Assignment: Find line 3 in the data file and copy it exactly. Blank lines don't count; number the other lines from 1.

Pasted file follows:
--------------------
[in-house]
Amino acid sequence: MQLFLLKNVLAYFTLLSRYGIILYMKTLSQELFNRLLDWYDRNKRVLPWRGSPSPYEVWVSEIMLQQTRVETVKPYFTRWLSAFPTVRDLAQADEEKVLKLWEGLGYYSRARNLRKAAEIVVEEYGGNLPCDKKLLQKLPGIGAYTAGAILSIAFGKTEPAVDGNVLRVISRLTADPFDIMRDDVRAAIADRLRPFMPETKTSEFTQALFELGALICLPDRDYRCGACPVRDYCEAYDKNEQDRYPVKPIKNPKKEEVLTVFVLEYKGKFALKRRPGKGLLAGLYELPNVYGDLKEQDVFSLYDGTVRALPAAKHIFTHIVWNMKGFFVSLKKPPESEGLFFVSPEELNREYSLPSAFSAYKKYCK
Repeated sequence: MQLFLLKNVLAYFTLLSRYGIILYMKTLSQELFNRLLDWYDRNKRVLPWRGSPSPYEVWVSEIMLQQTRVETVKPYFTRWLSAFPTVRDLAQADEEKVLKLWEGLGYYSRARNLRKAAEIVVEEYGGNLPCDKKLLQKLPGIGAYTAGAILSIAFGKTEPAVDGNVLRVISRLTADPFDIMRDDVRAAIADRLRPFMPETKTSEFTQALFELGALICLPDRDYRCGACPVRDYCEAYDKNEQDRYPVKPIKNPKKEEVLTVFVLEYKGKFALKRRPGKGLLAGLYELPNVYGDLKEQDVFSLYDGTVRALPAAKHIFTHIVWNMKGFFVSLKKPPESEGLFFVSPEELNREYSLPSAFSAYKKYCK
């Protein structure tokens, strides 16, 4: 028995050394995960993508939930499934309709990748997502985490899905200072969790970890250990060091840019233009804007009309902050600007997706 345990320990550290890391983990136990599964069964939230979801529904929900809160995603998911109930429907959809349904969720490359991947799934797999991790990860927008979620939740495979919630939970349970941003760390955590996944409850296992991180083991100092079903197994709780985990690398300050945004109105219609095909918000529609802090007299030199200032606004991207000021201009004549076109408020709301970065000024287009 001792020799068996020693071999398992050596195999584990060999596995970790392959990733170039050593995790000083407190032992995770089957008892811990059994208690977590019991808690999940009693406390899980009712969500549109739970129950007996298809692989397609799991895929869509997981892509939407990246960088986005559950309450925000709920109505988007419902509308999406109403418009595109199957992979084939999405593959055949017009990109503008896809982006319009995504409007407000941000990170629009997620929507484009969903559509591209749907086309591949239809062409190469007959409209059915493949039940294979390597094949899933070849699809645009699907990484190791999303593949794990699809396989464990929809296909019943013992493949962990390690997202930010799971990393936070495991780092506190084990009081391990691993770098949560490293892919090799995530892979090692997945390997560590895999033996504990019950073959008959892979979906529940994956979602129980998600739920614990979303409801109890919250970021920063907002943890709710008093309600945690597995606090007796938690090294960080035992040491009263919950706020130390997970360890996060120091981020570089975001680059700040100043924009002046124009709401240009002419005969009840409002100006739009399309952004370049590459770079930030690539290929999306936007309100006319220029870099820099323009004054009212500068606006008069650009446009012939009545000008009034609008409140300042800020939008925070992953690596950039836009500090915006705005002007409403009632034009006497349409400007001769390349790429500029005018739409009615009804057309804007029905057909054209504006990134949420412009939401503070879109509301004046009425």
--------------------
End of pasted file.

Repeated sequence: MQLFLLKNVLAYFTLLSRYGIILYMKTLSQELFNRLLDWYDRNKRVLPWRGSPSPYEVWVSEIMLQQTRVETVKPYFTRWLSAFPTVRDLAQADEEKVLKLWEGLGYYSRARNLRKAAEIVVEEYGGNLPCDKKLLQKLPGIGAYTAGAILSIAFGKTEPAVDGNVLRVISRLTADPFDIMRDDVRAAIADRLRPFMPETKTSEFTQALFELGALICLPDRDYRCGACPVRDYCEAYDKNEQDRYPVKPIKNPKKEEVLTVFVLEYKGKFALKRRPGKGLLAGLYELPNVYGDLKEQDVFSLYDGTVRALPAAKHIFTHIVWNMKGFFVSLKKPPESEGLFFVSPEELNREYSLPSAFSAYKKYCK